Coming Soon:

The following books by Robert Paul Wolff are available on Amazon.com as e-books: KANT'S THEORY OF MENTAL ACTIVITY, THE AUTONOMY OF REASON, UNDERSTANDING MARX, UNDERSTANDING RAWLS, THE POVERTY OF LIBERALISM, A LIFE IN THE ACADEMY, MONEYBAGS MUST BE SO LUCKY, AN INTRODUCTION TO THE USE OF FORMAL METHODS IN POLITICAL PHILOSOPHY.
Now Available: Volumes I, II, III, and IV of the Collected Published and Unpublished Papers.

NOW AVAILABLE ON YOUTUBE: LECTURES ON KANT'S CRITIQUE OF PURE REASON. To view the lectures, go to YouTube and search for "Robert Paul Wolff Kant." There they will be.

To contact me about organizing, email me at rpwolff750@gmail.com




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Sunday, December 13, 2009

FREUD REDEEMS HIMSELF

Yesterday, I mentioned that I was fuming at Freud's The Future of an Illusion because he seemed to me to be tone deaf to religion. I have now finished reading the short book [I don't read very fast], and in the final pages, he redeems himself. Freud shows himself to be, perhaps, the last unreconstructed Enlightenment rationalist, deeply committed to the conviction that only scientific reason can serve us well in our parlous journey through life. Freud famously said, "Where Id was, let Ego be." The true force of this maxim is somewhat lost in the translation from the German, because in English, the convention has been adopted of using the Latin terms for "it" [Id] and "I" [Ego], whereas in German they are rendered precisely as Es and Ich. "Where It was, let I be," is the proper translation, and it captures perfectly Freud's belief that it is the conscious rational self that is the true I, for all that, as was the first to show us scientifically, that self arises out of, and is forever built on, the instinctual drives and energies that he refers to as It.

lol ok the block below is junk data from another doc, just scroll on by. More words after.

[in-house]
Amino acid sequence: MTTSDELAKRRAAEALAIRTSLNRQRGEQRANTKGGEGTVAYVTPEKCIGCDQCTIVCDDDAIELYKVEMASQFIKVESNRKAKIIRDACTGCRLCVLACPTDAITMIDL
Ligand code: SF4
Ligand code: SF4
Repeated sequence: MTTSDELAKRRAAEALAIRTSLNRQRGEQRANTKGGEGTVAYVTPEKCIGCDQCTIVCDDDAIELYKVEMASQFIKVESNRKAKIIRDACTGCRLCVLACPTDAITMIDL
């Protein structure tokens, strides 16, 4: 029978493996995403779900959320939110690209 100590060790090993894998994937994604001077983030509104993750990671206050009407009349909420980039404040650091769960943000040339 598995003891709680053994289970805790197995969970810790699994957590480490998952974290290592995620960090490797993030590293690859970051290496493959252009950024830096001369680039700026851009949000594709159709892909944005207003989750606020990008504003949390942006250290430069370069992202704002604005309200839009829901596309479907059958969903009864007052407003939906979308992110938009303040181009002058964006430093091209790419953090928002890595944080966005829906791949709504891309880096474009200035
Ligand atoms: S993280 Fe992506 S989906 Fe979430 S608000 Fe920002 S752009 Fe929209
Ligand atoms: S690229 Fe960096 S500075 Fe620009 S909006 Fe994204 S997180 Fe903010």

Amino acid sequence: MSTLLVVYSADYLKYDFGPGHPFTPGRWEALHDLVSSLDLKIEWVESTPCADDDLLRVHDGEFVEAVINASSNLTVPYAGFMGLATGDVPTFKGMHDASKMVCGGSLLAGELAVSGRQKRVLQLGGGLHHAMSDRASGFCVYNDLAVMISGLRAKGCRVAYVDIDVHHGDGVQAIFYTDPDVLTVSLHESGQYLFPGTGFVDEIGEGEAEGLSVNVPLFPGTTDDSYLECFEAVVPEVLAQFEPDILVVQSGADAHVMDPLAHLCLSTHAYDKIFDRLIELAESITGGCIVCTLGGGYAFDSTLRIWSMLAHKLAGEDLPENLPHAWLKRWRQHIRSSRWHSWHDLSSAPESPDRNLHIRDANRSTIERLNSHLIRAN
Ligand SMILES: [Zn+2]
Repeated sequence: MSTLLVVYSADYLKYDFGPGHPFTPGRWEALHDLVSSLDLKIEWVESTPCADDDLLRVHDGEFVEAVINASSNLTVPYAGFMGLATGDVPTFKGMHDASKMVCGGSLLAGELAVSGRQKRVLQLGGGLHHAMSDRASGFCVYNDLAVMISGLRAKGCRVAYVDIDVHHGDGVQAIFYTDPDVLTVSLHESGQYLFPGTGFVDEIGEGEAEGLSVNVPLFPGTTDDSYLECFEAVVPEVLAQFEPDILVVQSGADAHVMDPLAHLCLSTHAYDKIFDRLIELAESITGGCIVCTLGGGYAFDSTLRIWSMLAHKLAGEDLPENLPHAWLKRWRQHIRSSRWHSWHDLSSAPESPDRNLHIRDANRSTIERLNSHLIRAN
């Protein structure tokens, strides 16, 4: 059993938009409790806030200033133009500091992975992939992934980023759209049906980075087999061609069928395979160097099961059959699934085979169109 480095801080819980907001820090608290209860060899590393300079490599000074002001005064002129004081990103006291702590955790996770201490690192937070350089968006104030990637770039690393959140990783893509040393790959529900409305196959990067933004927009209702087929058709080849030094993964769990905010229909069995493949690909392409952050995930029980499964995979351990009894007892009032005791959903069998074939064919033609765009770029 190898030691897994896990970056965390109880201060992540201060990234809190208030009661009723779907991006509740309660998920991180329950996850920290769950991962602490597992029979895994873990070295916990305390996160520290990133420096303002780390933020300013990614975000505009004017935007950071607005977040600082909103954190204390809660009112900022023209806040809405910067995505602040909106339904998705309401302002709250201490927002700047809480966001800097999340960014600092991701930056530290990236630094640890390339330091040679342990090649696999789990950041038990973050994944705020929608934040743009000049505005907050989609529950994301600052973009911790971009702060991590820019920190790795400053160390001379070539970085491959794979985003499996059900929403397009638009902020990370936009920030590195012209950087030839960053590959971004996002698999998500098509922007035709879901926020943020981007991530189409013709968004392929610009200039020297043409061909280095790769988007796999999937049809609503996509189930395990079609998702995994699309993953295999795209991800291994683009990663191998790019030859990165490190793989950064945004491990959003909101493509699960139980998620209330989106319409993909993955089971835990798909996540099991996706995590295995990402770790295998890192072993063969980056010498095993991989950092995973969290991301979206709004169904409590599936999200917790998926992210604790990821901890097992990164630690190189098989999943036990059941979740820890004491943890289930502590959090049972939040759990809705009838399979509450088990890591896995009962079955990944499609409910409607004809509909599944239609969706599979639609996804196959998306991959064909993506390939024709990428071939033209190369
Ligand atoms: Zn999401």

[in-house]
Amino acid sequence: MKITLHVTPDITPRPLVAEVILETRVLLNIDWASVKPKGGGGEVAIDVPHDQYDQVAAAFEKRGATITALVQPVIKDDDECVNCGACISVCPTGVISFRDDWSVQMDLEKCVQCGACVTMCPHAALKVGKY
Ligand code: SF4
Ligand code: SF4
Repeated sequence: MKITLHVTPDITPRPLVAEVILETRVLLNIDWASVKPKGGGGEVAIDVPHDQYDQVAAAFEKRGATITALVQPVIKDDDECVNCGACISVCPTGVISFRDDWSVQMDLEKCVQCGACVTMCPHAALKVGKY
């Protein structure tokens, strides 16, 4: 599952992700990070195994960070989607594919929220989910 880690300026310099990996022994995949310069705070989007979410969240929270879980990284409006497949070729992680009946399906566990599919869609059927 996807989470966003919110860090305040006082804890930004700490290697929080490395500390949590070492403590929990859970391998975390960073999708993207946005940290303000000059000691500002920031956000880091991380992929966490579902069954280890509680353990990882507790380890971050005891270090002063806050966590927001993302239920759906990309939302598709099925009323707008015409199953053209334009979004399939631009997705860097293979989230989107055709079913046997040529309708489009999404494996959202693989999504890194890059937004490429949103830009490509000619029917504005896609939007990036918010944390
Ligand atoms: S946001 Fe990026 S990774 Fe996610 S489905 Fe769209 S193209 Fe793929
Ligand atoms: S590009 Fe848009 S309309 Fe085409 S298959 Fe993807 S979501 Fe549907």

Freud hated America, a fact the irony of which has been often noted, inasmuch as psychoanalysis had its most enthusiastic reception in the United States. The Future of an Illusion was published in 1927, during the reign of Prohibition in America. Here is Freud's biting comment on what was happening on this side of the Atlantic:

"That the effect of religious consolations may be likened to that of a narcotic is well illustrated by what is happening in America. There they are now trying -- obviously under the influence of petticoat government -- to deprive people of all stimulants, intoxicants, and other pleasure-producing substances, and instead, by way of compensation, are surfeiting them with piety."

This passage has an eerily contemporary ring. What Freud failed to recognize was the iron grip that religious illusion has on all strata of society, not merely on those whom Freud persisted in calling the lower orders. Despite the flourishing of so-called higher education in this country, Americans of all strata remain irrationally and inseparably wedded to religious beliefs of the most anti-scientific character. Where, save in the United States and in Iran, can one find candidates for public office enthusiastically denying the simple evidence of scientific truth?

1 comment:

Ann said...

I find less troublesome a person's own beliefs than the attempt to impose them on others. Some examples include the selection of public school text books (regarding the topic of evolution), the disregard of the separation of church and state, as in the public funding of parochial schools....and perhaps the worst, a rigid form of partisanship that seeks restrictions on freedom of conscience regarding others' life choices, such as reproductive freedom or selection of life partner.